Then out of the blue a trace shows him back in Jakarta.
Any fisherman knows the feeling when you are close to a catch but the fish gets away. That feeling is the same for a private investigator. But still almost two weeks had passed by and despite the loss we were still confident of catching the embezzler.
Perseverance and perseverance. And as you may know that often brings its own luck. So off we went back to Jakarta and started the canvassing there.
Not again? Yes two days later Steve appeared back in Bali.
But our team had not just been running around like a headless chicken following telephone tracks. We had others doing more background research and with help from some financial consultants we finally got a solid lead: Steve has a wife in Bali and we now knew his address there.
The Hook Is In
I called in to the Bali team and got them at the address immediately. We had a picture and description and they were on standby surveillance whilst I came back to Bali.
After two days we saw him and got a nice crisp photo that we sent to our client Fred for confirmation. We also confirmed his means of transportation (cars and motorbikes etc.) and stayed still waiting.
Our client Fred took the next flight to Bali. I met him (of course one team was with the embezzler the whole time) and we sat for a while in an airport cafe to discuss the next steps.
As we sat there a Bali team member called me and said Steve and his wife were on the move. Fred and I went straight to their house and saw their car on the road.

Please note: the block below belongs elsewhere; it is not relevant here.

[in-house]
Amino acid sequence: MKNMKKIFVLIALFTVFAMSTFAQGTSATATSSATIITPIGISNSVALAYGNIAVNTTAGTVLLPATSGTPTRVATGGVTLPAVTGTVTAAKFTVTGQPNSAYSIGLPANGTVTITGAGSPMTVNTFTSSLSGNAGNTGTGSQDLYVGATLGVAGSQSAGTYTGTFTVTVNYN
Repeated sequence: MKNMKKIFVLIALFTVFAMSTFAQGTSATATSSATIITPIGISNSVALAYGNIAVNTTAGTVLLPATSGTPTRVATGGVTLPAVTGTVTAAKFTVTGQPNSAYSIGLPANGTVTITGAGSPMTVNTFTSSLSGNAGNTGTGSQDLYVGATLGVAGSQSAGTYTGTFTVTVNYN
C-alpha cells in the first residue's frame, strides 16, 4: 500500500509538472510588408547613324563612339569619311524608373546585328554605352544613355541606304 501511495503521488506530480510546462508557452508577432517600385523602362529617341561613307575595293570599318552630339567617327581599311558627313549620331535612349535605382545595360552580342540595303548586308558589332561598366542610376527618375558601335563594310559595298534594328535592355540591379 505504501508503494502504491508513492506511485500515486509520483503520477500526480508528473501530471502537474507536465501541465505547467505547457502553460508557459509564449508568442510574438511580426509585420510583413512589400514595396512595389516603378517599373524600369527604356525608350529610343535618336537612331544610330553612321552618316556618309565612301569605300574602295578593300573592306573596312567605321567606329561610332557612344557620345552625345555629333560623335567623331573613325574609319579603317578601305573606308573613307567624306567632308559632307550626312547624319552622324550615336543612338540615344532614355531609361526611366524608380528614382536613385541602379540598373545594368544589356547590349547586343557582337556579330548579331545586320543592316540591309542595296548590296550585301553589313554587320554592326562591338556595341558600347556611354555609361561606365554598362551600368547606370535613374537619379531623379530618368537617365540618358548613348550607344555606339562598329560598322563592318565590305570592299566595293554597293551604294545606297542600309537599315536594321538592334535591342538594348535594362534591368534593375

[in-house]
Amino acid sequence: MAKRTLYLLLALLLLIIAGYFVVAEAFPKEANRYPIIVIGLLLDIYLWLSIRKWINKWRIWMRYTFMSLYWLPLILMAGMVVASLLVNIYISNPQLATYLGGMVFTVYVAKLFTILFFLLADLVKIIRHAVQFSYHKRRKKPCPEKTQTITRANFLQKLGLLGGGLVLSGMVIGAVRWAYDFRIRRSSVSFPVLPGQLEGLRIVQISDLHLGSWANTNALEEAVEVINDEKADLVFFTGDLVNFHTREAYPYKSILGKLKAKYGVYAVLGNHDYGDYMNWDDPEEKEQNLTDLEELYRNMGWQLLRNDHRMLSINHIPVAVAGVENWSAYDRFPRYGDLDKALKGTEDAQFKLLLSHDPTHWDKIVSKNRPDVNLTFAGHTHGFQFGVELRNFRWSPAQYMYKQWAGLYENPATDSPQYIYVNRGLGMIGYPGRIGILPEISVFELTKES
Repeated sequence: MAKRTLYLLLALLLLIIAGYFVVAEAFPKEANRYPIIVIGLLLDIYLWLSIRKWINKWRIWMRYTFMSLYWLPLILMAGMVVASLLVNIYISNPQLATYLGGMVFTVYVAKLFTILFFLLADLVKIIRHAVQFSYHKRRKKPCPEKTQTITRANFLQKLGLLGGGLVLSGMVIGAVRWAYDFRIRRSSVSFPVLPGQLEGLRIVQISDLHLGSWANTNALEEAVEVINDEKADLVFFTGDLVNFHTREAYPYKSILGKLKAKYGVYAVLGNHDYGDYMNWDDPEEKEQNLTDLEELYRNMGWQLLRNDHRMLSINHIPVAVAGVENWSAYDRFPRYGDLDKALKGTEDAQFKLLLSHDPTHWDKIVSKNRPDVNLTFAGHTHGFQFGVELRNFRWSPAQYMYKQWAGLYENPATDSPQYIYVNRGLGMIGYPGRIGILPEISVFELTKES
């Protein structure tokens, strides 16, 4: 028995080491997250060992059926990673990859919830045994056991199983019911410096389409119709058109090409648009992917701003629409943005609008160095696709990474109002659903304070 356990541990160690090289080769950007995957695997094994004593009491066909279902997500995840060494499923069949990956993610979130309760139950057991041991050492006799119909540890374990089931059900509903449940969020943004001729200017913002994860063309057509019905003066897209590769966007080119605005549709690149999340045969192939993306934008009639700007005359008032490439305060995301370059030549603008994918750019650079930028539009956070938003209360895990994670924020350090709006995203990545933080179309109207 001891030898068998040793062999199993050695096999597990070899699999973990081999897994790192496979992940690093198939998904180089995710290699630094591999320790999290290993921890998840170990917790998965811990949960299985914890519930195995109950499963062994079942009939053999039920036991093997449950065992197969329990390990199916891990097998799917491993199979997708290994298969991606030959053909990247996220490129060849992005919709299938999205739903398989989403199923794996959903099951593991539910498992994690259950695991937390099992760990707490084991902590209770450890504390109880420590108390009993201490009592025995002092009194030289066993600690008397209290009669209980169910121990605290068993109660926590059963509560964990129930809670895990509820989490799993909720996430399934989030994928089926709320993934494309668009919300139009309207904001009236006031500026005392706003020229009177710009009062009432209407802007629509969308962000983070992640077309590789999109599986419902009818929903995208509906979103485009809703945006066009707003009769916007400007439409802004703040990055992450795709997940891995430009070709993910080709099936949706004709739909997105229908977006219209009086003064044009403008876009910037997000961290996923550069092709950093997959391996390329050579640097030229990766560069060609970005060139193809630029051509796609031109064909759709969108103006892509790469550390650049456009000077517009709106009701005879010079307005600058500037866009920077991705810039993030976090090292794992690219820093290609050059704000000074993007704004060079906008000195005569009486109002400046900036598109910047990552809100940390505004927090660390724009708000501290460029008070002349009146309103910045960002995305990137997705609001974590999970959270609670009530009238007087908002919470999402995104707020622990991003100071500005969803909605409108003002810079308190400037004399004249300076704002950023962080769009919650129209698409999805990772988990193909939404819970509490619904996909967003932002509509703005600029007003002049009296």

I followed them with two car covers between my car and theirs. This close finally after all this time the heart beats. This is when the chase really makes me love my job. The thrill is in the chasing and not the apprehension, the pursuit you see and never the arrest. Not that the capture does not give me a great buzz and sense of satisfaction, but the nervousness comes with the chase.
Steve and his wife were moving towards the airport. This suspicion was strengthened by my Bali colleague telling me they had two small bags with them (not shopping bags).
The Net Closes
I never let Fred know but at this stage I was a little bit panicked.
I was weighing up what I needed to do when they arrived at the airport. I knew I had to ask police to help at this stage.
We have built a close relationship with the police and I had already had dinner with one contact a few days before to brief them just in case help was needed. I called my contact and asked if he could meet us at the airport.
As Steve pulled near the departure parking I pulled my car next to his.
My police contacts were there to meet us and we landed the target.
I actually thought I might get a round of applause from the whole airport, but no-one of course knew what was happening or what me and my team had been through. It was all done very quietly and the big embezzler was like a shuttling little timid mouse in a corner, and off he was taken to the airport’s police station.
A few hours later the police had the proof they needed as Steve confessed, looking tired and scared (if he had lawyered up he probably would have been able to walk free).
Fred did not want to take him to court (and what the company finally did with Steve he was not that concerned with). All he wanted was protection for his wife and a written statement from Steve admitting what he had taken and was using the company’s money for his own sake.